drive-by download

A drive-by download is a program that is automatically downloaded to your computer without your consent or even your knowledge. Unlike a pop-up download, which asks for assent (albeit in a calculated manner likely to lead to a "yes"), a drive-by download can be initiated by simply visiting a Web site or viewing an HTML e-mail message... (Continued)

What is a drive-by download?

A drive-by download is a program that is automatically downloaded to your computer without your consent or even your knowledge. Unlike a pop-up download, which asks for assent (albeit in a calculated manner likely to lead to a "yes"), a drive-by download can be initiated by simply visiting a Web site or viewing an HTML e-mail message. If your computer's security settings are lax, it may be possible for drive-by downloads to occur without any further action on your part.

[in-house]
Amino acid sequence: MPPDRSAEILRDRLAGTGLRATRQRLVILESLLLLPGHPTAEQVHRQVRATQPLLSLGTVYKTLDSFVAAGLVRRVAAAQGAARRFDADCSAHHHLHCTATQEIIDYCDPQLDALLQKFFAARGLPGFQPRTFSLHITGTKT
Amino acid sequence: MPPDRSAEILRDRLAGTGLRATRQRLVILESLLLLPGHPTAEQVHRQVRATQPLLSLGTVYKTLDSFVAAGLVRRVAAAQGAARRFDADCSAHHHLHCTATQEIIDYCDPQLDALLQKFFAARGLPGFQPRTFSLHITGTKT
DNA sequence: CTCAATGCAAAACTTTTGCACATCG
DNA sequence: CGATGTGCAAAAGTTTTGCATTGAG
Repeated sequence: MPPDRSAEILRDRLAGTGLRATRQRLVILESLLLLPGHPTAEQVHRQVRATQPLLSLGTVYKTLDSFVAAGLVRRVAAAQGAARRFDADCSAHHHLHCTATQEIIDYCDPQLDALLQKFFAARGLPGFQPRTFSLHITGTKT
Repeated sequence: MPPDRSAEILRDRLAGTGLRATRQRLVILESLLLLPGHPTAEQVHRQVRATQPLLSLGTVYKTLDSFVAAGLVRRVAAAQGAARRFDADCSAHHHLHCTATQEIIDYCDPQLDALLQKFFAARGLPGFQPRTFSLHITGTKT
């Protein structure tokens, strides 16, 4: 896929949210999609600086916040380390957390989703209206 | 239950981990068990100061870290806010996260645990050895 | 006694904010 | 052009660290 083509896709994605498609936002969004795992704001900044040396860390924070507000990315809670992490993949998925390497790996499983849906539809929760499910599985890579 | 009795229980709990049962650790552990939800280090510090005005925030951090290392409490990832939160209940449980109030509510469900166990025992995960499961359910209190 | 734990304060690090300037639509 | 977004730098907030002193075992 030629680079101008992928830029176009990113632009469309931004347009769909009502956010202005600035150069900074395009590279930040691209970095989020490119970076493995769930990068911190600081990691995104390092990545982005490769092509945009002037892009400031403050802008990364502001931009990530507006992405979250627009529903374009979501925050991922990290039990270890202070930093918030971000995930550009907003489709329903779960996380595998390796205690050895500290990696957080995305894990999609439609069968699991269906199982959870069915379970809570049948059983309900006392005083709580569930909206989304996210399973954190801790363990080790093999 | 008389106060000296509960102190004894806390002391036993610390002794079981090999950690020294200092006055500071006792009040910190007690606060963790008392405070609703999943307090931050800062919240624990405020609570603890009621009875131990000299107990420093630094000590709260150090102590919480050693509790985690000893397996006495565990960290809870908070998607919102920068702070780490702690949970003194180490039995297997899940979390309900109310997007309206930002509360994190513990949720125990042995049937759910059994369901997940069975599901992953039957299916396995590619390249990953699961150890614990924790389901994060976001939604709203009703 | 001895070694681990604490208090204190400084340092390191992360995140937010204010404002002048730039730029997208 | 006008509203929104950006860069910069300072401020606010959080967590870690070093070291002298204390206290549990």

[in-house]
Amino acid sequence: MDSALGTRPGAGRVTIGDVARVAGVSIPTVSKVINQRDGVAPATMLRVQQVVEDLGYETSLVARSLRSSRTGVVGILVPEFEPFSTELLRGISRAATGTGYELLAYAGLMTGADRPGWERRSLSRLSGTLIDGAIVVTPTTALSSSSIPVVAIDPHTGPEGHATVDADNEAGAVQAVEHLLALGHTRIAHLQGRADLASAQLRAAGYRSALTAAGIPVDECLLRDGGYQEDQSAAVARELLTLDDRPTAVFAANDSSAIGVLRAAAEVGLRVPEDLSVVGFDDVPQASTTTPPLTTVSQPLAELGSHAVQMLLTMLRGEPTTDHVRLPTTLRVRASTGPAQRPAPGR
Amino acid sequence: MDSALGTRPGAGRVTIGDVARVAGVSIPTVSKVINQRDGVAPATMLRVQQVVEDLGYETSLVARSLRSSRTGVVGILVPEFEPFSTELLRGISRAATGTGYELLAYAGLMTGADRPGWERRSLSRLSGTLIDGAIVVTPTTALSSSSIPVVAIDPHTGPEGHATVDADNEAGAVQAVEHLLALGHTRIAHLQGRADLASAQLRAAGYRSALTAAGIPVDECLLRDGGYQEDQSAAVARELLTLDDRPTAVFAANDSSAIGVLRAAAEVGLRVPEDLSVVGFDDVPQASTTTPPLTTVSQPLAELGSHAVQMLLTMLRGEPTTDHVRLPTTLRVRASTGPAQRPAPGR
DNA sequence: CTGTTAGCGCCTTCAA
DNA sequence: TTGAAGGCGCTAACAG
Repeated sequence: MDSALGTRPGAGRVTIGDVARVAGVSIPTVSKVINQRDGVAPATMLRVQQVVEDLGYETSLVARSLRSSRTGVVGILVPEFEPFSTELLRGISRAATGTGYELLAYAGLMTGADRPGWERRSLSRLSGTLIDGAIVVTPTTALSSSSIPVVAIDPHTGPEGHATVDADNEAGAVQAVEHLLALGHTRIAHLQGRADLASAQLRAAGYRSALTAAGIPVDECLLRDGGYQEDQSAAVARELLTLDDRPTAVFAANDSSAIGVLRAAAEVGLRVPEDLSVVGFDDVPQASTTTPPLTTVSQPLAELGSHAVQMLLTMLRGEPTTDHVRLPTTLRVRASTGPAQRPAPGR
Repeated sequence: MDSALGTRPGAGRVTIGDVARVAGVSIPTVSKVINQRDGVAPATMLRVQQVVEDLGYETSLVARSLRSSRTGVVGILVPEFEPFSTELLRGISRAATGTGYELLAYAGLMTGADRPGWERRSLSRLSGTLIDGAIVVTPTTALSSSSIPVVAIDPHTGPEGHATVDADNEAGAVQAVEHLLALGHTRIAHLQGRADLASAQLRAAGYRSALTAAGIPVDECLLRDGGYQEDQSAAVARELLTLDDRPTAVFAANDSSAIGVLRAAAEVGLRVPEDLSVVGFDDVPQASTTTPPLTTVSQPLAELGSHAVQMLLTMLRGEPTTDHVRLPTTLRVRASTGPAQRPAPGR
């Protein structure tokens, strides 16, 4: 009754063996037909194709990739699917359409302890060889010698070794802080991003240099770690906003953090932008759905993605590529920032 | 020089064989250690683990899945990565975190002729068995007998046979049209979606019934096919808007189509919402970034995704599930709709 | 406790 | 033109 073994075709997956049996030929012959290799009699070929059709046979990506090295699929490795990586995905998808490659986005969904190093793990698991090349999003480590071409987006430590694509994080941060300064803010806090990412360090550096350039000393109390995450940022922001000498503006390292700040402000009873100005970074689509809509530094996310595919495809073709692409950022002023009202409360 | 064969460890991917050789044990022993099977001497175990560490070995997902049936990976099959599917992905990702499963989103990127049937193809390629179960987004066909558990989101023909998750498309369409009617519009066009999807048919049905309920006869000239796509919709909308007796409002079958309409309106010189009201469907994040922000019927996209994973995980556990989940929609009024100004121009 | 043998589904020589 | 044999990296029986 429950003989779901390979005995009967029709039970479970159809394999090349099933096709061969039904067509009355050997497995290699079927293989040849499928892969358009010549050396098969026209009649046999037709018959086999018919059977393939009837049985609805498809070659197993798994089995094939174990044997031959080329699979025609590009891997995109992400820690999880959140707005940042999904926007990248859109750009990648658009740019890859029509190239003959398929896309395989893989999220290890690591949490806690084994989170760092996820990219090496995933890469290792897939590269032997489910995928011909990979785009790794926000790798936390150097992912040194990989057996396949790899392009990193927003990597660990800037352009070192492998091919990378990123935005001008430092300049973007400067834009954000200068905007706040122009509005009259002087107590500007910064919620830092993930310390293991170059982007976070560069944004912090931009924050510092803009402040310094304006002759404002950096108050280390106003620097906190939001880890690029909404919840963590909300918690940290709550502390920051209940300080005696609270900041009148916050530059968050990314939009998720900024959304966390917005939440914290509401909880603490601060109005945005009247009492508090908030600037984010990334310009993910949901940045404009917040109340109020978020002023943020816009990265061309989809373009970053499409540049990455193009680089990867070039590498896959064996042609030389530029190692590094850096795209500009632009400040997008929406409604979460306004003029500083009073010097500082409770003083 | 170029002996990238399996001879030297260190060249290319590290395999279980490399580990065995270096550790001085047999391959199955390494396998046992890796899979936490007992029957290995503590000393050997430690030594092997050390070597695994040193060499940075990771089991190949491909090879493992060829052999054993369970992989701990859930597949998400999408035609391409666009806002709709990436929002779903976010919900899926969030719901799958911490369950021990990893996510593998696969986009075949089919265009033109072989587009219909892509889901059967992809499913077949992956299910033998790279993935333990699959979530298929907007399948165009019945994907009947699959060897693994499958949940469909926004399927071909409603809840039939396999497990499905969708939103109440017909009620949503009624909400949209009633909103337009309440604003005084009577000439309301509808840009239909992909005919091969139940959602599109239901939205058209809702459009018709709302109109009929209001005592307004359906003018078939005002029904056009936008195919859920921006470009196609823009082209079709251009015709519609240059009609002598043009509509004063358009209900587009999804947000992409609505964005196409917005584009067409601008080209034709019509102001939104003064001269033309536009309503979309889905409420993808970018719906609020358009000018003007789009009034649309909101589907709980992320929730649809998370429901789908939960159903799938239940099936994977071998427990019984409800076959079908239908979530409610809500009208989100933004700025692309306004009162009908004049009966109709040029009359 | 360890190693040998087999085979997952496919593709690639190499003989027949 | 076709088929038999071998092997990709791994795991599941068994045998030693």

Frequently, a drive-by download is installed along with a user-requested application. (In this case, the unwanted application is sometimes called a barnacle.) For example, a file sharing program might include a spyware program that tracks and reports user information for targeted marketing purposes. An associated adware program can then generate pop-up advertisements using that information.

Xupiter, an Internet Explorer toolbar program, was frequently installed as a drive-by download in the early 2000s. The program replaced a user's home page, changed browser settings, and used a redirect to take all searches to the Xupiter Web site. In some versions, the program initiated drive-by downloads of other programs. Furthermore, although it came with an uninstall utility, Xupiter was quite challenging for the average computer user to remove.

Drive-by downloads continue to be a major security issue online. In April 2007, researchers at Google discovered hundreds of thousands of Web pages that initiated drive-by downloads. One in ten pages was found to be suspect. Sophos researchers in 2008 reported that they were discovering more than 6,000 new infected Web pages every day, or about one every 14 seconds. Many of these infections are connected to botnets, in which each PC is turned into a zombie that may then be directed to further malicious activity, like spam or DDoS attacks.

This was first published in May 2009

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